TALLAHASSEE (CBS4)- Lawmakers sponsoring the resort casino bill have seen a growing chorus of opposition to bill, and on Thursday they defended it to a roomful of reporters, saying it would better regulate gambling and provide jobs.
“Our goal is not about the expansion of gaming,” said Sen. Ellyn Bogdanoff, R-Ft. Lauderdale, the Senate sponsor. “As a matter of fact, we hope it will reduce gaming in the state.”
But the bill sponsors also acknowledged the 142-page bill would likely be changed in the coming weeks to reflect concerns from the pari-mutuel industry and better crack down on the proliferation of Internet cafes.
The identical bills allow for up to three massive luxury casinos in Broward and Miami-Dade counties and also establish a new state agency to regulate gambling that is overseen by a seven-member commission.
This high-interest bill has only been on the table for a week, but has already generated a press conference from faith-based groups opposed to it, a television advertising campaign criticizing it by an Orlando-based group called No Casinos, and the opposition of the powerful Florida Chamber of Commerce and Walt Disney Co.
Two casino operators, Genting Malaysia and Las Vegas Sands, are lobbying heavily for the bill, though other casino operators have also expressed an interest in expanding in Florida.
Rep. Erik Fresen, R-Miami, the House sponsor of the bill, said the proposal is likely to change in the coming weeks. In particular, he said the sponsors are open to hearing the concerns from pari-mutuels, who operate the eight “racinos” in Broward and Miami-Dade counties that offer slots and other casino-style card games.
But the bill gives destination resorts a competitive advantage by awarding them a better tax rate than pari-mutuels. Pari-mutuels pay a 35 percent tax rate, while these casino resorts would pay 10 percent.
Bogdanoff said any appearance that a casino operator is favored is unintentional. “If it does favor or disfavor (a company), we will change the language because that is clearly not the intent,” Bogdanoff said.
Tighter regulation or the elimination of Internet cafes is also on the table for discussion, Fresen said.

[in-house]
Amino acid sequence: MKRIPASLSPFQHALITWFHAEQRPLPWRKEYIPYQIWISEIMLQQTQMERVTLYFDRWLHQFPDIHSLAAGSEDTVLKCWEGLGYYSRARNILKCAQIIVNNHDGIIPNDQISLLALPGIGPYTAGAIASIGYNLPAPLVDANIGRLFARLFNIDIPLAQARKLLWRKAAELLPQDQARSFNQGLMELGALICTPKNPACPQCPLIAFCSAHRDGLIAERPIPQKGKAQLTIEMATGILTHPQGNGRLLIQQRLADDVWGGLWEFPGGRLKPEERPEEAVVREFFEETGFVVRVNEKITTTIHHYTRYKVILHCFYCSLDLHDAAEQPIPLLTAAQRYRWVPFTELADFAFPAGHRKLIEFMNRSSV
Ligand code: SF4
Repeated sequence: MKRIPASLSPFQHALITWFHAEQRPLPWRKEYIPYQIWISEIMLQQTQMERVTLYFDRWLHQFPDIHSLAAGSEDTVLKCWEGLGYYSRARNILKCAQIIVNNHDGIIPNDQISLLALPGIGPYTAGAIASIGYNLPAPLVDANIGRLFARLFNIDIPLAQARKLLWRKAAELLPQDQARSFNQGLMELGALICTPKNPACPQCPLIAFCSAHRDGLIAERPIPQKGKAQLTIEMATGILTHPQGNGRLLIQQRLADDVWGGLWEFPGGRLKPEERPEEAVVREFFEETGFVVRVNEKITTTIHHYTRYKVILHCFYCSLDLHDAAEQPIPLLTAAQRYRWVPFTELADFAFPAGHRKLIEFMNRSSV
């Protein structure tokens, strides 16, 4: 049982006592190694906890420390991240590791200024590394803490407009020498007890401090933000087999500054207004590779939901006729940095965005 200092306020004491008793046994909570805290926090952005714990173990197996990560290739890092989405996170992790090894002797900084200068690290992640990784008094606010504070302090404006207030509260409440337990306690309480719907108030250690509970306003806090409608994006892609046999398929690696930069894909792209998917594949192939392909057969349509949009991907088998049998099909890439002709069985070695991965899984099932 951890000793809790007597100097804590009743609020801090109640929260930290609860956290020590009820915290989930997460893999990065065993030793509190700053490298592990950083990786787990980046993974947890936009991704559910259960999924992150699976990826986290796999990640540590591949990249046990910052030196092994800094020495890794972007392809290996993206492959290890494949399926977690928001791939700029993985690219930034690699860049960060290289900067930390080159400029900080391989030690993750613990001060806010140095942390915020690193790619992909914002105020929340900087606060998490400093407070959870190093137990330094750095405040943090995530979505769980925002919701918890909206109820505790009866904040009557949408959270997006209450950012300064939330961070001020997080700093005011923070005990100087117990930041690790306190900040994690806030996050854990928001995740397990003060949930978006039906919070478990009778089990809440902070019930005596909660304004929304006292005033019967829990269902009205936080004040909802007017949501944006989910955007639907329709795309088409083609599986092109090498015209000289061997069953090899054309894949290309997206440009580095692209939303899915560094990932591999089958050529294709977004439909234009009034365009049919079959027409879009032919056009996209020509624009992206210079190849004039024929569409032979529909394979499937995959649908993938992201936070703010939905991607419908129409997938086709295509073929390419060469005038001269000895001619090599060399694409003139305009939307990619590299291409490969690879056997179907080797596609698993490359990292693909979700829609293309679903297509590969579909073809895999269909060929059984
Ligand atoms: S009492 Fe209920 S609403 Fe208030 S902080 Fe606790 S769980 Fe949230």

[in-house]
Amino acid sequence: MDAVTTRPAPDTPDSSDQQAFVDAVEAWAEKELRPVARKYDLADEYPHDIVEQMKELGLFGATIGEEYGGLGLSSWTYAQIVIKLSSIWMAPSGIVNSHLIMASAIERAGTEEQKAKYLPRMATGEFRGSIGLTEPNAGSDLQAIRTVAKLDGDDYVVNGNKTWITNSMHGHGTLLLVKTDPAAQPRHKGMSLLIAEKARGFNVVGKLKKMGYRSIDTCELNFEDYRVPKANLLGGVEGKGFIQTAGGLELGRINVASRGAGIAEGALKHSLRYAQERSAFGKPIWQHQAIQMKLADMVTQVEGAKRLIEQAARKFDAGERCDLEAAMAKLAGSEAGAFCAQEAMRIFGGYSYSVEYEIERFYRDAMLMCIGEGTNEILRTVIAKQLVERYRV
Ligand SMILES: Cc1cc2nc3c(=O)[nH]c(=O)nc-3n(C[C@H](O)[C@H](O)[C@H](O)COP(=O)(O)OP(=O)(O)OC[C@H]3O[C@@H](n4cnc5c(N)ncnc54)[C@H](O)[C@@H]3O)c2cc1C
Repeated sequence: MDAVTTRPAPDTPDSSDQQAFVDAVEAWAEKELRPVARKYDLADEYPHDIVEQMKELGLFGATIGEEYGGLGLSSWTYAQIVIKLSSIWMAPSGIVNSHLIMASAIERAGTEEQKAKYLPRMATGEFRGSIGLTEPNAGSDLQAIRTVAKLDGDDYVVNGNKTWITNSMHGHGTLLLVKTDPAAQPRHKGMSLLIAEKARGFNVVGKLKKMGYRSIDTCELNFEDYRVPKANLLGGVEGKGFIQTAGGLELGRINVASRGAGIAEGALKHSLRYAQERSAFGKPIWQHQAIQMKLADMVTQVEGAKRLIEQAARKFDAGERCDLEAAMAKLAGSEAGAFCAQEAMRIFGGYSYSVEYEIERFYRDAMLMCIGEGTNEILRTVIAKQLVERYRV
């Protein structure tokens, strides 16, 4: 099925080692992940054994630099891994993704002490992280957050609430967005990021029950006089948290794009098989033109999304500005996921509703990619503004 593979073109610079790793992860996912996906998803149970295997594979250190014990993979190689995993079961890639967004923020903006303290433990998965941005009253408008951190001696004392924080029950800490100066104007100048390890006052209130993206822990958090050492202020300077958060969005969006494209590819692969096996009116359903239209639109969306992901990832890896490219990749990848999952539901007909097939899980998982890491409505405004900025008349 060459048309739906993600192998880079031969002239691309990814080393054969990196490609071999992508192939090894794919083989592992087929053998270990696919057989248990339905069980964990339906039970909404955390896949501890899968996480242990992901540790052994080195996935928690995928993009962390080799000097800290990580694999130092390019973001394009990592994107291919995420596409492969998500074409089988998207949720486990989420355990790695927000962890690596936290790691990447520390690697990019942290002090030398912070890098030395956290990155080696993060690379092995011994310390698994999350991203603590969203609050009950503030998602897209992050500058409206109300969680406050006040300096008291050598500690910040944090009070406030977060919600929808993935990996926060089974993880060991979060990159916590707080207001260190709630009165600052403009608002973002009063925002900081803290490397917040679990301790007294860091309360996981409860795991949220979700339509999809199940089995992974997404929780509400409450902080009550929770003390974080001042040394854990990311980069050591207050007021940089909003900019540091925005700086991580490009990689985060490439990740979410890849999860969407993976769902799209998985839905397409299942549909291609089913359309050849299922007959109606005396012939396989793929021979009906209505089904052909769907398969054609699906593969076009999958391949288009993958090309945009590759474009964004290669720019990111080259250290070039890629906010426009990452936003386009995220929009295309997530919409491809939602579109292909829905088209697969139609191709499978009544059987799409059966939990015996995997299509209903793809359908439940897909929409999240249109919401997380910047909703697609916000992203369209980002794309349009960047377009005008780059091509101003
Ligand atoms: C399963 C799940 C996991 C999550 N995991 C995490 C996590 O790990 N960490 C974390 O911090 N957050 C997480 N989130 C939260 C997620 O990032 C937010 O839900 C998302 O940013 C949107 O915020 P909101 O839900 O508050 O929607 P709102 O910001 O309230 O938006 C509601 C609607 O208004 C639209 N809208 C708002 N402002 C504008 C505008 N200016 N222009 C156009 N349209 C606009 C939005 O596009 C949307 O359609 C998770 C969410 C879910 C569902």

“We are confident within the first 24 hours of this bill being in committee or being on its way to a committee the issue of Internet cafes, what to do with them, what not to do with them…is going to take place,” Fresen said. “This bill will evolve and is going to evolve in a way that I know is going to net a significant reduction in gambling.”
Bogdanoff said the bill will be heard in the Senate Regulated Industries Committee next week but won’t be voted on.
Both lawmakers said they wanted to set the record straight after weeks of media reports fueled by the opponents to the legislation. Bogdanoff said the message had been “skewed” by lobbyists who have a stake in the outcome.
“I want to make it clear that their involvement is limited to whatever testimony they might give in committee,” Bogdanoff said. “The companies interested in offering destination resorts have been engaged to let them know what direction we’re going,” she said.
A self-described gambling opponent, Bogdanoff said it would be too difficult politically to bring just tighter regulations to gambling now that it is already here: Casinos run by the Seminole tribe or the pari-mutuel race tracks that offer slots and card games, or even the state-backed Lottery.
“Gaming is going to continue to expand unless we wake up the Legislature, recognize where we are as a gaming state and work to harness it, control it, regulate it,” Bogdanoff said. She pointed to the sudden decision in Gadsden County to have a referendum on slots as a perfect example of why reform is needed.
But opponents to the bill say they dislike any proposal that would result in more money being spent on gambling, and say they don’t believe claims that the bill would shut down existing gambling facilities.
Some of the hour-long discussion also focused on criticisms of the state’s deal with the Seminole tribe, which guarantees $1 billion in payments over five years in exchange for the exclusive right to offer certain card games.
Fresen said the agreement with the state “isn’t worth the paper it is printed on,” and criticized the monopoly it gives the tribe to offer certain games over competing pari-mutuels.
Barry Richard, an attorney for the Seminole tribe, said the state should try to preserve payments from the tribe by letting the Seminoles offer the same games played at Las Vegas-style casinos. “If the state really has an interest in expanding casino gaming in Florida wouldn’t the most sensible thing to be to talk to the tribe?” he said.
But Fresen said he can’t ignore the promise of jobs and economic boost these destination resorts could provide.
“My community is begging me,” he said. “Can we do something to inject some capital into our economy? I have $6 billion knocking on my door from an industry who wants to come in with all private capital.”
(©2011 CBS Local Media, a division of CBS Radio Inc. All rights reserved. This material may not be published, broadcast, rewritten, or redistributed. The News Service of Florida contributed material for this report)